Sabanes-Oxley, Foreign Issuers and United States Securities Regulation

Wednesday, January 1st, 2003 at 12:00 am by Kenji Taneda
Kenji Taneda, Sabanes-Oxley, Foreign Issuers and United States Securities Regulation, 2003 Colum. Bus. L. Rev. 715

One of the striking aspects of the landmark Public Company Accounting Reform and Investor Protection Act of 2002 (better known as the “Sarbanes-Oxley Act” or “Sarbanes-Oxley”) is its consequences for foreign issuers. Over the years, the Securities and Exchange Commission (“SEC”) has responded to the globalization of the U.S. capital markets by making a series of accommodations and exemptions to facilitate the listing of foreign companies on U.S. stock exchanges. With Sarbanes-Oxley, however, Congress seems to have broken this trend, instead favoring uniform application of tough new disclosure and corporate governance requirements for private domestic and foreign issuers alike. The immediate reaction by the international business community was predictably hostile, and the SEC has since softened some of Sarbanes-Oxley’s more controversial provisions by providing limited exemptions for foreign issuers. Nonetheless, there still remains a good deal of confusion and controversy over the proper regulation of foreign issuers under U.S. securities laws.

This paper argues that much of this confusion is attributable to a widening gap between the original premise of the U.S. securities laws in relation to foreign issuers and the new reality of globalization. The two main pieces of U.S. securities litigation, the Securities Act of 1933 (“the *717 Securities Act”) and the Securities and Exchange Act of 1934 (“the Exchange Act”), make no distinction between domestic and foreign private issuers. Nonetheless, the SEC has been forced to provide a number of exemptions, along with separate registration and reporting forms, for foreign issuers, recognizing that non-U.S. companies are often subject to a different set of disclosure and corporate governance requirements in their home countries. The rapid globalization of the last fifteen years has witnessed an unprecedented growth in foreign issuer listings on the U.S. exchanges, thus making these accommodations all the more important in the dynamic of the capital markets structure as a whole. With Sarbanes-Oxley, Congress seemingly reasserted the fundamental principle that U.S. securities laws are supposed to apply uniformly to all private issuers. That this principle has proven unrealistic in the SEC’s subsequent rule-making process demonstrates how globalization has, in a sense, raced ahead of the traditional conceptualization of securities regulation as purely a domestic concern.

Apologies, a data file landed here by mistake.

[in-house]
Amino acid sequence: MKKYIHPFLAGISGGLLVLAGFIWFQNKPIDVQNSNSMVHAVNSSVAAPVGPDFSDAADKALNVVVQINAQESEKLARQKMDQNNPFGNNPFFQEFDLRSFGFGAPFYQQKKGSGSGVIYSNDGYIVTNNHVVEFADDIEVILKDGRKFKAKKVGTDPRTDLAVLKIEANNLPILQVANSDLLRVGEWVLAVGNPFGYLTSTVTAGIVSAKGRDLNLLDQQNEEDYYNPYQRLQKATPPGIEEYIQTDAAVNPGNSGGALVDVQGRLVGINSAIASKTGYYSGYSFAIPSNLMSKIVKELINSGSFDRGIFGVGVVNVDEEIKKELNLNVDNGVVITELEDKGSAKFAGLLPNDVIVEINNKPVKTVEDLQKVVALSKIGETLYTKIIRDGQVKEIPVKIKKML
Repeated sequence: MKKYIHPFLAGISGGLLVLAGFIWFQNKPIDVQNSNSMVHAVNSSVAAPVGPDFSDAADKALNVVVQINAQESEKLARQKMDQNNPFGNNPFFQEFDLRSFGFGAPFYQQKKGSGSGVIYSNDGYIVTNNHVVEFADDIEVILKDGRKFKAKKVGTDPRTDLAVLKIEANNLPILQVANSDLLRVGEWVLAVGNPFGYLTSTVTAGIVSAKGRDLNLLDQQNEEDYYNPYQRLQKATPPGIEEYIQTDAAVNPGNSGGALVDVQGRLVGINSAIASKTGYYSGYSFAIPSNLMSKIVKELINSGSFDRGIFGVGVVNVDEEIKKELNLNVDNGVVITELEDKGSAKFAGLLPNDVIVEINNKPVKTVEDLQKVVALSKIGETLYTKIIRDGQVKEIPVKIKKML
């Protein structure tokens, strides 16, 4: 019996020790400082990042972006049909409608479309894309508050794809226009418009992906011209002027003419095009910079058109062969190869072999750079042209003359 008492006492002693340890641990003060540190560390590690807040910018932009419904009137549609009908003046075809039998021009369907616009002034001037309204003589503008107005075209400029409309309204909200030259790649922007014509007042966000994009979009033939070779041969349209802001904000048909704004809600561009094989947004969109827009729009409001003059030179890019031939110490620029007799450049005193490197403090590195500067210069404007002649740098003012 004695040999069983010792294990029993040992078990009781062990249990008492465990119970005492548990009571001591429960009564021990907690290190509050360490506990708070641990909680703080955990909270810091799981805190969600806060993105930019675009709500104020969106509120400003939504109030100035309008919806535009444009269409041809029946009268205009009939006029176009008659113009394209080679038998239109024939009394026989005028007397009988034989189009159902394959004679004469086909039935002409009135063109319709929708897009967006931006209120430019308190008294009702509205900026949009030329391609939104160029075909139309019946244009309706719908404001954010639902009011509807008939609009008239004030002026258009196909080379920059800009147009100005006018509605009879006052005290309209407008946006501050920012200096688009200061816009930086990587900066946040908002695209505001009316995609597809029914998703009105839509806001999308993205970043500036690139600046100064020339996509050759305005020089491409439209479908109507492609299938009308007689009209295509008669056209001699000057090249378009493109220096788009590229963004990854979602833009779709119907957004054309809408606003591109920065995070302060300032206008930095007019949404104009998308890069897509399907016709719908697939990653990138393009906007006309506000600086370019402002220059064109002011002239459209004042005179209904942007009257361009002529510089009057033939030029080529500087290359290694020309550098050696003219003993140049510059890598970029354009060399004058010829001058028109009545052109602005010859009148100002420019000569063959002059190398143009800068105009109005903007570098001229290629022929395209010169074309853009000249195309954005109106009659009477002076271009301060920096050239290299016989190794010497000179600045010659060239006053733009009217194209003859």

It seems appropriate now to consider ways to fashion a more consistent, comprehensive approach to regulating foreign issuers in the 21st century. This paper aims to make a contribution by providing a brief survey and analysis of the relevant issues. First, Part II surveys the historical development of the SEC’s gradual accommodation to foreign issuers, and the disclosure regime that resulted prior to the passage of the Sarbanes-Oxley Act. Part III then examines key provisions of Sarbanes-Oxley and how they have changed this regulatory framework. Part IV conducts an evaluative survey of the current academic debate over the proper treatment of foreign issuers, and concludes with a brief proposal. Specifically, the paper suggests that the benefits of applying U.S. securities law requirements to foreign issuers generally outweighs the costs where the provisions in question serve primarily to promote informational accuracy through disclosure requirements. However, where the primary purpose of a particular provision is to deal with corporate governance concerns, the costs generally outweigh the benefits and the SEC should be prepared to provide exemptions.

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